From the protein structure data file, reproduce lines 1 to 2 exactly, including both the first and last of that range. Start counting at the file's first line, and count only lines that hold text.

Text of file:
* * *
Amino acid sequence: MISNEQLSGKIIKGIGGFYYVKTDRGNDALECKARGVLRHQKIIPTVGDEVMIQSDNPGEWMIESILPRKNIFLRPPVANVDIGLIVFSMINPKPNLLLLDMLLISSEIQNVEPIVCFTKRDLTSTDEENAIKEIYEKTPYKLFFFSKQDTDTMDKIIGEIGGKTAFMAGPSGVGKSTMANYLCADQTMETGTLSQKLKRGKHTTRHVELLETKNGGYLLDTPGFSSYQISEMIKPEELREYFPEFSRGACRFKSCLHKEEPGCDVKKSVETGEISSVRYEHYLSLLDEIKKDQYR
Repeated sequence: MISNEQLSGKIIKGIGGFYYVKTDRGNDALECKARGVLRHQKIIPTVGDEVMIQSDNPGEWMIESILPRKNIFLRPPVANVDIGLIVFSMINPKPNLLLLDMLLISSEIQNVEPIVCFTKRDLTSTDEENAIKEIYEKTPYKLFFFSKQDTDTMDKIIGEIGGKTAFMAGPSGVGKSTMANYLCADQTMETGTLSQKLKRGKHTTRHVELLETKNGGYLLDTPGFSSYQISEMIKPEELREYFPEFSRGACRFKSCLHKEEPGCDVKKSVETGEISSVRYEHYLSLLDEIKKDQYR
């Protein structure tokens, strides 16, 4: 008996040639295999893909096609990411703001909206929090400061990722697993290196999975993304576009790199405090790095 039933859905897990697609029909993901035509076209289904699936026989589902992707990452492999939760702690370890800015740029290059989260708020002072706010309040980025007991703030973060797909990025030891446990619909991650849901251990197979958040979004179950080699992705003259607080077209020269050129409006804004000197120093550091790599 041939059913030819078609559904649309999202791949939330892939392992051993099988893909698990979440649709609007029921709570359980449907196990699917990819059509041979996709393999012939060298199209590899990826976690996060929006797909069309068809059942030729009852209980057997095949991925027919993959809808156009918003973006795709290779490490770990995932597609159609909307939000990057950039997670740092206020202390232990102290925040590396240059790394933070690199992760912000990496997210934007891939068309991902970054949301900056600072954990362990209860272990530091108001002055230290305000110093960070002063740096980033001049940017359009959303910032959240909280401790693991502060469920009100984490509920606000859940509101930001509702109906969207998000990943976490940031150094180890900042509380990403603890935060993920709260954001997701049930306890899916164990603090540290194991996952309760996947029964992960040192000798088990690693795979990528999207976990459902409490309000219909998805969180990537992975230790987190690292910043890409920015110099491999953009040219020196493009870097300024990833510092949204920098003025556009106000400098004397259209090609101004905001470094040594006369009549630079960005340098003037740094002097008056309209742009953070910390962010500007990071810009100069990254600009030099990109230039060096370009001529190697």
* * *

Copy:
Amino acid sequence: MISNEQLSGKIIKGIGGFYYVKTDRGNDALECKARGVLRHQKIIPTVGDEVMIQSDNPGEWMIESILPRKNIFLRPPVANVDIGLIVFSMINPKPNLLLLDMLLISSEIQNVEPIVCFTKRDLTSTDEENAIKEIYEKTPYKLFFFSKQDTDTMDKIIGEIGGKTAFMAGPSGVGKSTMANYLCADQTMETGTLSQKLKRGKHTTRHVELLETKNGGYLLDTPGFSSYQISEMIKPEELREYFPEFSRGACRFKSCLHKEEPGCDVKKSVETGEISSVRYEHYLSLLDEIKKDQYR
Repeated sequence: MISNEQLSGKIIKGIGGFYYVKTDRGNDALECKARGVLRHQKIIPTVGDEVMIQSDNPGEWMIESILPRKNIFLRPPVANVDIGLIVFSMINPKPNLLLLDMLLISSEIQNVEPIVCFTKRDLTSTDEENAIKEIYEKTPYKLFFFSKQDTDTMDKIIGEIGGKTAFMAGPSGVGKSTMANYLCADQTMETGTLSQKLKRGKHTTRHVELLETKNGGYLLDTPGFSSYQISEMIKPEELREYFPEFSRGACRFKSCLHKEEPGCDVKKSVETGEISSVRYEHYLSLLDEIKKDQYR